Islington will be the first education authority to lose most of its services to the private sector and has been ordered to prepare the way for contractors to take over.
David Blunkett, the Education and Employment Secretary, has told the north London council that urgent action is required to tackle the failings found by inspectors.
Private consultants are due to arrive in Islington next week ready for a hand-over of services by the end of the year.
While that work is under way, the education service has been given just days to produce a plan to improve literacy and to take steps to ensure the national strategy is being pursued with the "necessary vigour" by schools.
In the most damning indictment yet of a council's failure to provide adequate services to schools, the report says Islingon is in breach of its statutory duties. It is failing to provide suitable or efficient education; failing to raise standards and it is not monitoring the performance of schools or heads.
Mr Blunkett makes clear that he is prepared to take even tougher action if the council does not meet his deadlines for action.
Islington's own plans to improve are not viewed by DFEE officials as the immediate priority.
The report from the consultants is due by the end of June and services will be put out to tender by the beginning of September.
The OFSTED report, published this week, catalogues a service that has long-standing and fundamental weaknesses. It quotes the chief executive, Leisha Fullick, as saying the council has "largely lost the confidence of the people it serves" and that is especially true of education, which is generally held in low esteem.
Financial problems have dogged the council - savings of pound;32.4 million have to be made over three years - and yet it provides expensive, but inadequate services to schools.
The council - Labour-controlled on the casting vote of the mayor - now has a limited bank of good will, say the inspectors, partly owing to the tendency of councillors to oscillate between expressions of support for schools and vilification of them.
Less than a quarter of 15-year-olds leave the nine comprehensives with five higher-grade GCSEs, compared with around 45 per cent nationally.
Three secondaries and four primaries are failing and another seven primaries have serious weaknesses. Almost a third of pupils in the primaries, mainly the more able, do not go on to the local secondaries.
Leader, 18 COUNCIL OF CONTRASTS
Islington is an area of startling contrasts. The report says some of the most expensive homes in London are to be found only yards from deprived areas with severe social problems of drug abuse, high crime and vandalism.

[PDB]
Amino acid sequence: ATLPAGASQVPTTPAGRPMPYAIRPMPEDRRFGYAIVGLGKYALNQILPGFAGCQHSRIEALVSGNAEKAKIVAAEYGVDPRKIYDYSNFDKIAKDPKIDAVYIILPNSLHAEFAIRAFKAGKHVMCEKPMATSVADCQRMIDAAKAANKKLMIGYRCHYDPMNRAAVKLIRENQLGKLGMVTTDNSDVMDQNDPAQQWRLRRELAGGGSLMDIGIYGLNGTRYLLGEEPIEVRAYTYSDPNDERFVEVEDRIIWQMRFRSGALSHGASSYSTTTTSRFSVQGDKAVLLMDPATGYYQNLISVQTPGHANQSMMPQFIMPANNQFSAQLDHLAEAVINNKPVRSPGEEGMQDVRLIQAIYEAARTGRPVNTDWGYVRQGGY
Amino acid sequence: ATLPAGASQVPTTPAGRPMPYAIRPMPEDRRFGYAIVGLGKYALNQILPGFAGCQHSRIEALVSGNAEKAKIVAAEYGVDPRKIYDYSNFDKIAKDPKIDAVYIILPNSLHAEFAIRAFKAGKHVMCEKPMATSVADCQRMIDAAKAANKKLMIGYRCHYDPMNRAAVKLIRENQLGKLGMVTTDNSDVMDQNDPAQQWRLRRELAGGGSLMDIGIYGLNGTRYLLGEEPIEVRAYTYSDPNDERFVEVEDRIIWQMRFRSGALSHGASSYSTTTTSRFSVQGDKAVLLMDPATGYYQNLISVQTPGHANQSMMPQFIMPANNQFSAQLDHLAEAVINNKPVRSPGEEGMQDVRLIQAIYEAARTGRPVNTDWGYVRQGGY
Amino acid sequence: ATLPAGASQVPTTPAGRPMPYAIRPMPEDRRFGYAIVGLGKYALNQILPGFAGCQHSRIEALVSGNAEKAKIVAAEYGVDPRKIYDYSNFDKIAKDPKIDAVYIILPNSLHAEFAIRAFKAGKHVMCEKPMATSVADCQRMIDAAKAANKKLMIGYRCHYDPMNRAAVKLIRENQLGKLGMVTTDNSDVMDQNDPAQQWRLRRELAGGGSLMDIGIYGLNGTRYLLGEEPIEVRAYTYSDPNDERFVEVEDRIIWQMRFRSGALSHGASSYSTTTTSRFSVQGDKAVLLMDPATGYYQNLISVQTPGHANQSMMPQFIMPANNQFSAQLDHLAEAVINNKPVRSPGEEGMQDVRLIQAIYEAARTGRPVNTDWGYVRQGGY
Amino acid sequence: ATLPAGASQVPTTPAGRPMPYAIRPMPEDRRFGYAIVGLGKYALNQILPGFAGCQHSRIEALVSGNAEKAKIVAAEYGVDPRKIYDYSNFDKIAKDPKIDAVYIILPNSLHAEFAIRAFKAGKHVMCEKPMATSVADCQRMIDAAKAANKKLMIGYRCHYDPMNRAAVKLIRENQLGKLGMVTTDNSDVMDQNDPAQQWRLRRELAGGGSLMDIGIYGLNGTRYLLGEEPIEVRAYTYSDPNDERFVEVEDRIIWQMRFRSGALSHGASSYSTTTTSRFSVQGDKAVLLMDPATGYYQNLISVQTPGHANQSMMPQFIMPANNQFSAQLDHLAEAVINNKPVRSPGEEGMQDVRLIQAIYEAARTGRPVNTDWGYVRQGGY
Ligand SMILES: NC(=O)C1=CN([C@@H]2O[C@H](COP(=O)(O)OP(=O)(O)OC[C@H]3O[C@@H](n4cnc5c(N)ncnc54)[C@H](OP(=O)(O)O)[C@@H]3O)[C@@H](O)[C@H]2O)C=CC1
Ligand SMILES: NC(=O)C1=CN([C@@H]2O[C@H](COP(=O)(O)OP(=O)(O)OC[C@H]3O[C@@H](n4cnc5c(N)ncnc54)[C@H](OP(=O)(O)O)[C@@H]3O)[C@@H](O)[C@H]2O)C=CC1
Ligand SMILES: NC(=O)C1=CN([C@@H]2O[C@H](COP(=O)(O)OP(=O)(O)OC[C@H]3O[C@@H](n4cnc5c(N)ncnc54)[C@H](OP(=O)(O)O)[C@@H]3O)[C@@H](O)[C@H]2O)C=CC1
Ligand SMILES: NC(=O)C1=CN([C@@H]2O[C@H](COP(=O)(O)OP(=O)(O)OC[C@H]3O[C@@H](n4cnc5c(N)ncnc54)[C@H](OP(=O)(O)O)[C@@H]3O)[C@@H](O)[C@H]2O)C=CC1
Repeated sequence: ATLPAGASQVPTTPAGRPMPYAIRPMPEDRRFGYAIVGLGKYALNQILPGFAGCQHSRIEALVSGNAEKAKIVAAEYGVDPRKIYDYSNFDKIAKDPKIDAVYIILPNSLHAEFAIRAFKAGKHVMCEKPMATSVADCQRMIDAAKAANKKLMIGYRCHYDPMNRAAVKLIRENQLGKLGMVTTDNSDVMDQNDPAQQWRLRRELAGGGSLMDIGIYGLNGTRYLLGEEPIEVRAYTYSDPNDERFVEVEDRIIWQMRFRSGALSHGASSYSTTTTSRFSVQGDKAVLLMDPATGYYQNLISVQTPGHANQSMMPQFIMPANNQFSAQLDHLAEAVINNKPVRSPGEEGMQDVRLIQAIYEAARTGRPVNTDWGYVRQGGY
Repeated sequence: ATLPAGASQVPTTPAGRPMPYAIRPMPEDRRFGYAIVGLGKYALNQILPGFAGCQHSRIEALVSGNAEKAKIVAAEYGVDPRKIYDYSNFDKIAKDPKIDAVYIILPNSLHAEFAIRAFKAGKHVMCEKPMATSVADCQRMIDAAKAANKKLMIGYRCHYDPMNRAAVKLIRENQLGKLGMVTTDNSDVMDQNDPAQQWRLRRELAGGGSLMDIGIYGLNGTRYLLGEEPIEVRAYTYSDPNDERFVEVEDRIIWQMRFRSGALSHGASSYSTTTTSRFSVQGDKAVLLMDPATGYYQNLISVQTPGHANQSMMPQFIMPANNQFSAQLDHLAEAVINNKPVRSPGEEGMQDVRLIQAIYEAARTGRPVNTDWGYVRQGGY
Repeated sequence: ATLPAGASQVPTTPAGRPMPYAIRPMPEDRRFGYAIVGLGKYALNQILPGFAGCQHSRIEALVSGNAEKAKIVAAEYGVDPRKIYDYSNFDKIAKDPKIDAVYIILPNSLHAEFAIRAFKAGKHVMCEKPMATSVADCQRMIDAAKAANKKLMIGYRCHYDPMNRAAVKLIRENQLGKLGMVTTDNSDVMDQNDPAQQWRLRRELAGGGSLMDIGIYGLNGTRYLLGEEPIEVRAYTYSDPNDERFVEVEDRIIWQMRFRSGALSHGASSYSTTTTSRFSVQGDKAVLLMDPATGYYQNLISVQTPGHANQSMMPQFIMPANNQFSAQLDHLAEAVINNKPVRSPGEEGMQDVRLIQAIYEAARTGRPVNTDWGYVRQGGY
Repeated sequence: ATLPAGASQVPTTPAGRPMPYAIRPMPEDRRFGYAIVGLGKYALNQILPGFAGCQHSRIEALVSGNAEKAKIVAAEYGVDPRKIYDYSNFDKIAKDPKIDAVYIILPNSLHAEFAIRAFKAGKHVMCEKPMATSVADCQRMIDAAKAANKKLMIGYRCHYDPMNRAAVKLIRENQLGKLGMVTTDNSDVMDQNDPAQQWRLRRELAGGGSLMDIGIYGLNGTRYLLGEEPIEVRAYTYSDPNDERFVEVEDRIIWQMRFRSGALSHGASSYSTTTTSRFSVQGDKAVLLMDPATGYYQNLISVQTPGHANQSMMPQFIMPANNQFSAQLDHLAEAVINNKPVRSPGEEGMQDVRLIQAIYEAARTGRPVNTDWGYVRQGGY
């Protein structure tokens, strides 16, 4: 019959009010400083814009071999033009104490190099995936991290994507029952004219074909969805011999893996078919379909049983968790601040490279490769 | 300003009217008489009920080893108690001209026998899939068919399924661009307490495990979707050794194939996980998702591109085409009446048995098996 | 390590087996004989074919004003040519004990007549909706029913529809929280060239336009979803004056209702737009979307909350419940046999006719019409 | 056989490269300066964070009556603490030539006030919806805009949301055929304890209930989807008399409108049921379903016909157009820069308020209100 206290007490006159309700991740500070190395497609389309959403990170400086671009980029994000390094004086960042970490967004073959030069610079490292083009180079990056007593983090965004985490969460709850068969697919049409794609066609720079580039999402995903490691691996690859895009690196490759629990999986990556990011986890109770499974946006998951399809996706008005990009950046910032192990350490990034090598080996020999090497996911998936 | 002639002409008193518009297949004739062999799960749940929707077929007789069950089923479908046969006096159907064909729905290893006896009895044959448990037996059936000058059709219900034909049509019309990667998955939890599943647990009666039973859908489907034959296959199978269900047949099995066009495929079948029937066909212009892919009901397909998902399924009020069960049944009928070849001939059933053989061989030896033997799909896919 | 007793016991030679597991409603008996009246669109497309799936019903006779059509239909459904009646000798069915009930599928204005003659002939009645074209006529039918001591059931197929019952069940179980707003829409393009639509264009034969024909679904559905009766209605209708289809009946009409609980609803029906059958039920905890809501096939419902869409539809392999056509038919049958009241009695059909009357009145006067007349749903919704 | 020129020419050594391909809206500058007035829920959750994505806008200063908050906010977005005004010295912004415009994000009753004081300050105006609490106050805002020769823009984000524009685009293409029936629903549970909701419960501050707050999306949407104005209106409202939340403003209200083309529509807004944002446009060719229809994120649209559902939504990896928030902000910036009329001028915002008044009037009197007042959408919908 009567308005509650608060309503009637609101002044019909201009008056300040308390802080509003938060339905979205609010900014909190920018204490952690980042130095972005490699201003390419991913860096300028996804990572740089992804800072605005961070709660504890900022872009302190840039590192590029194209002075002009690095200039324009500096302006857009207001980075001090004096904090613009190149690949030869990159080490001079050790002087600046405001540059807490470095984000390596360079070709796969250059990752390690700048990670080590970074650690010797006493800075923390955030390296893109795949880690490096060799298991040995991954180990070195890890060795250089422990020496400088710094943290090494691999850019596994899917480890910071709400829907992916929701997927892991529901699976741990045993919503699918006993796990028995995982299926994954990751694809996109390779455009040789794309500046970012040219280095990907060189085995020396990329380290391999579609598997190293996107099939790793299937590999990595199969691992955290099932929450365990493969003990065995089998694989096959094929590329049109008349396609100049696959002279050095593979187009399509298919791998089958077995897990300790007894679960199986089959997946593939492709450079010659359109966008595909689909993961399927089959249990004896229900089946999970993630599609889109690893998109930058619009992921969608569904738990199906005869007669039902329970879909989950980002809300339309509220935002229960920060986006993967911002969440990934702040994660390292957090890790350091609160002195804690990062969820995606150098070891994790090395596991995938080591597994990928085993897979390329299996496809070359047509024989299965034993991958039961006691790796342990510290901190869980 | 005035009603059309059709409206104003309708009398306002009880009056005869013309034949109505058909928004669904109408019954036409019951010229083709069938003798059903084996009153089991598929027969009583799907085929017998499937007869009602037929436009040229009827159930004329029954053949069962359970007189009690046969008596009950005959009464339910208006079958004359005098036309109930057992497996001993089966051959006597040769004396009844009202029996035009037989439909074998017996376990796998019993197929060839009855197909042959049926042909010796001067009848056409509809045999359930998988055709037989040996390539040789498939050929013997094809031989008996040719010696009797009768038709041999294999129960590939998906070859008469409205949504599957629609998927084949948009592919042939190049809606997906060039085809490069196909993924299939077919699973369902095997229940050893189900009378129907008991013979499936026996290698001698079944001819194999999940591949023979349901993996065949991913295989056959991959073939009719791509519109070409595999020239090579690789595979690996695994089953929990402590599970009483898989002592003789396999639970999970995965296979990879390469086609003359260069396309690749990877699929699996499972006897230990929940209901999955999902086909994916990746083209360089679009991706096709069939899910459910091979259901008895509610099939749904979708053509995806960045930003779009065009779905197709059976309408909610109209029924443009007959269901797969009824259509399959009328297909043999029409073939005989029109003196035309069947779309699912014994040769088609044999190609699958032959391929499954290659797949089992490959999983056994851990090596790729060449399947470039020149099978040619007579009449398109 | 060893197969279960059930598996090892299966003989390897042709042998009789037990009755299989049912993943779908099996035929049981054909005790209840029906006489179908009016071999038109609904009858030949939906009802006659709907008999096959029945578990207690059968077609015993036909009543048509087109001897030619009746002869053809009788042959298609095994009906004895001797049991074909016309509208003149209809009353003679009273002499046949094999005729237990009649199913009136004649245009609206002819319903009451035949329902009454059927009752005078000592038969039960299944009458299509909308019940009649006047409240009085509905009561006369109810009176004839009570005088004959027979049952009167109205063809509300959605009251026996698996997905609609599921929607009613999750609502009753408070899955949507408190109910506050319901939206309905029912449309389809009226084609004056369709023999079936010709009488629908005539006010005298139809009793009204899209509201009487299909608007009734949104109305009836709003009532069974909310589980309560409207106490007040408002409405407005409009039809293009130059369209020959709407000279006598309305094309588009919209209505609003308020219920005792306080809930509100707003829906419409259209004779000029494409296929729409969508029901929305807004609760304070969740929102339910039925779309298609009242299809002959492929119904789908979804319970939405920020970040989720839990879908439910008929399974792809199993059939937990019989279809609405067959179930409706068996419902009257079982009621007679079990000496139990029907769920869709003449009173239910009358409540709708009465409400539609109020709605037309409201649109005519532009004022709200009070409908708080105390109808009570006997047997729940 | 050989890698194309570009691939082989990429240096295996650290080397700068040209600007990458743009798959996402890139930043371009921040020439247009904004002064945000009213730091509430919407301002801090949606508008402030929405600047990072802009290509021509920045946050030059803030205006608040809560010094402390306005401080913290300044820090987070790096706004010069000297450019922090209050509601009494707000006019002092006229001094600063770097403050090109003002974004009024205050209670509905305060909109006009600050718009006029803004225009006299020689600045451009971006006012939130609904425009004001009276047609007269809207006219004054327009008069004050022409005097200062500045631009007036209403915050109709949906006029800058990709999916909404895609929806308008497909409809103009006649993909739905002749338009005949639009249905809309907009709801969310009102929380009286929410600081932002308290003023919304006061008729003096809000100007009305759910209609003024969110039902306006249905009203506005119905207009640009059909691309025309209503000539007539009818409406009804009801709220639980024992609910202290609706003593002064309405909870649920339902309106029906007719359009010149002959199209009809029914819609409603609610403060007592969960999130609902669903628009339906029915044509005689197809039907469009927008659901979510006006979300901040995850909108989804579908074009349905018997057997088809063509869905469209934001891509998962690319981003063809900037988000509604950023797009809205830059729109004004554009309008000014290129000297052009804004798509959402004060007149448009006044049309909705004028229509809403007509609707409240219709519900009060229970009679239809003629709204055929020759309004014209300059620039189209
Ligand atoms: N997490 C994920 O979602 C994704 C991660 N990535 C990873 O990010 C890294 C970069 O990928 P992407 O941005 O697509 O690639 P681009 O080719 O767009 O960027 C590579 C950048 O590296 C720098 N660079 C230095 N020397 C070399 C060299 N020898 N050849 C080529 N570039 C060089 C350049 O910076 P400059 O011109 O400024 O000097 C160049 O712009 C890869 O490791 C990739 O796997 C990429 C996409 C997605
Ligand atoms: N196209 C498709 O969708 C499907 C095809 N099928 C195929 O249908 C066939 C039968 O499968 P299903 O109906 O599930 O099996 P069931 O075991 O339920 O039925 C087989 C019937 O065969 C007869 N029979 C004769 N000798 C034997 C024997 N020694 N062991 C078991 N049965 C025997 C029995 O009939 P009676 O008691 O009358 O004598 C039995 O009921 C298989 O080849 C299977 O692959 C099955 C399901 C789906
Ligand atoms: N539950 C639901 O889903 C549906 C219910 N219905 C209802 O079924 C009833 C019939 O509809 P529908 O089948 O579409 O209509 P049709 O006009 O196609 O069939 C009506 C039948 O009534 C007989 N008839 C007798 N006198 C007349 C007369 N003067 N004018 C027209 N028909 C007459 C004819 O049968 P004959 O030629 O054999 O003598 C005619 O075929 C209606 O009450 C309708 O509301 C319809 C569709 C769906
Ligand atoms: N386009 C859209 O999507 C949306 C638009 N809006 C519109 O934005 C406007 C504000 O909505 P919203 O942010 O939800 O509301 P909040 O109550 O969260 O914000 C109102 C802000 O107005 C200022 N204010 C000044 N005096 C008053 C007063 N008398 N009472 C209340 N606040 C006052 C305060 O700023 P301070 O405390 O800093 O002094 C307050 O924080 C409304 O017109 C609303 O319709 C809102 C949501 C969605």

Around half of pupils are eligible for free school meals, but tests at five suggest attainment at entry is about the national average. However, results at seven and 11 are below average. Test results for 14-year-olds are well below.
By far the worst service is the inspection and advice being provided to schools. Schools are not being adequately monitored or their weaknesses identified. Heads have not been appraised since 1991.
Inspectors are critical of the management of the literacy strategy. They say there has been opposition to the national strategy from some staff and not all schools are doing the literacy hour.
Other areas of poor management include the decision not to go ahead with reducing surplus places, the poor state of buildings and the lack of expertise in assisting schools to set targets for improvement.
WHAT THE HEADTEACHERS SAY
Barry O'Shea, headteacher of Duncombe primary, Archway, and chair of Islington's primary headteachers' forum: "When I started 10 years ago there were 200 children in a terrible school."
"Now Duncombe has 480 pupils on its roll and is oversubscribed. The majority of schools which have been successful have done it very much on their own. Teachers are very good if they are given support, but that has not always happened.
"Ofsted has made an example of Islington and that will cause difficulties when it comes to recruiting teachers."
Sue Seifert, acting headteacher at Montem junior school, Holloway, and an Islington "trouble-shooter": "We all know the report is political. It's about privatisation. I am not opposed to private companies taking an advisory role but am concerned that they could take over in Islington.
"Ofsted's report is accurate but unfair. The inspection and advisory service 'did not work' because schools had to buy into it and some of those which needed the most help could not afford it."
Ann Mullins, headteacher of Highbury Fields: "I have criticisms of the Ofsted report, but I welcome Islington's proposals for a joint venture with a private company.
"I could certainly work with that. I already buy some services from private companies like payroll and personnel, so in many ways (these proposals) are just an extension of that."
John Hudson, head of Holloway, appointed after the secondary school was deemed failing three years ago. It is set to come out of special measures next month.
"I'm interested and very positive for anything that will help us to work together to improve standards in Islington schools. I think we need to have a partnership between schools and teachers and politicians."
John Crew, head at George Orwell, a secondary which is closing in August:
"Islington was left with little choice but to introduce a radical overhaul of its education department.
"It's an opportunity to change and I've got no objections to the proposals. I think you need a radical shake-up. It's a pragmatic approach that Islington is taking. They have pre-empted the Government."